Sandhya S. Visweswariah

Molecular Reproduction, Development & Genetics
Research Areas: 
Second messenger signal transduction in eukaryotes and prokaryotes
Research Highlights:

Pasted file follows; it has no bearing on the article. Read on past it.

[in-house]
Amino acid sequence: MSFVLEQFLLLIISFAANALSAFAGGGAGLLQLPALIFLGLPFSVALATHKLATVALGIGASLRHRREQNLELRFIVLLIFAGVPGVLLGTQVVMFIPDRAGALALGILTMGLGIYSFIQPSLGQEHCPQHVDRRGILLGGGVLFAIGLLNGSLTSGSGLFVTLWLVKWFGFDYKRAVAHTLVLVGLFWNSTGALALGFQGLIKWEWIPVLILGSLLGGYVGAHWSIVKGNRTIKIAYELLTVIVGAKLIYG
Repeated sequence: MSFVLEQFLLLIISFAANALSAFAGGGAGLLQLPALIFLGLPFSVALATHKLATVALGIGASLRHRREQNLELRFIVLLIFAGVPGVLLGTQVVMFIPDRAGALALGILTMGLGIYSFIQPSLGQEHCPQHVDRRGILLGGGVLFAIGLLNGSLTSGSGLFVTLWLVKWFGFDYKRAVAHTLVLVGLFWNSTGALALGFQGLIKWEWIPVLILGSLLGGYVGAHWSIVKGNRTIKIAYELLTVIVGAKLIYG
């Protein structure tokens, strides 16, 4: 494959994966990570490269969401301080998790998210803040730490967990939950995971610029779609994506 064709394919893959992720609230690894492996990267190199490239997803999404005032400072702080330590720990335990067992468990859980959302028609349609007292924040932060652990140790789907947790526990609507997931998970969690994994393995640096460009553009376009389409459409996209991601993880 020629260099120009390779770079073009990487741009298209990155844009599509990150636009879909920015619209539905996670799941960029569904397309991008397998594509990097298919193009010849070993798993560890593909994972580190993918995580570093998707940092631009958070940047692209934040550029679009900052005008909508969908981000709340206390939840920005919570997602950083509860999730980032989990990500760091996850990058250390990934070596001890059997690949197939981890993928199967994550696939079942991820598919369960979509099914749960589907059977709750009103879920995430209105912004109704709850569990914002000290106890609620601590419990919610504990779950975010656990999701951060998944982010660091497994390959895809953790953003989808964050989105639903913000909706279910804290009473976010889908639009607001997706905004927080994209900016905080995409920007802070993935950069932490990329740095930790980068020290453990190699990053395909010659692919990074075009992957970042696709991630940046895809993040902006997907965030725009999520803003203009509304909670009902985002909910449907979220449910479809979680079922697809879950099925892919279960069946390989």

The focus of research in the laboratory relates to signal transduction mediated by cyclic nucleotides. We investigate molecular mechanisms of signaling by receptor guanylyl cyclases, phosphodiesterases andnovel nucleotide cyclases in bacteria. We have been studying the regulation, expression and down-stream signaling events mediated by GC-C as well as looking into its expression in extra-intestinal tissues. During the course of these studies, we have performed mutational analysis of the protein kinase-like domain of GC-C, generated polyclonal and monoclonal antibodies to various domains of GC-C, investigated the mechanism of transcriptional regulation of the GC-C gene, and investigated the role of glycosylation of GC-C in terms of its regulation and ligand-binding properties. We have been interested in studying the regulation of the cGMP-binding, cGMP-specific phosphodiesterase (PDE5) in intestinal cells. PDE5 is the target for the drug sildenafil citrate, or Viagra, used in the treatment of male impotence. PDE5 is expressed in human colonic cells and in intestinal tissue and we have shown that its activity is regulated by intracellular cGMP levels in these cells, that increase on GCC activation. This presumably occurs through binding of cGMP to the GAF domains in the N-terminus of PDE5, resulting in allosteric activation of the enzyme. Our analysis of the genome of Mycobacterium tuberculosis indicates the presence of at least 16 putative Class III cyclases. We have initiated systematic biochemical and structural analysis of all Class III cyclases from M. tuberculosis. Using the existing structural and biochemical information on their eukaryotic counterparts, we have attempted to predict the status (whether active or not) and the substrate specificity (ATP vs GTP) of these proteins. In addition the association of the cyclase domain with several other protein domains points out the versatility of the cyclase domain. We have also recently identified,a novel cyclic AMP binding protein in these organisms which regulates portein lysine acetylation.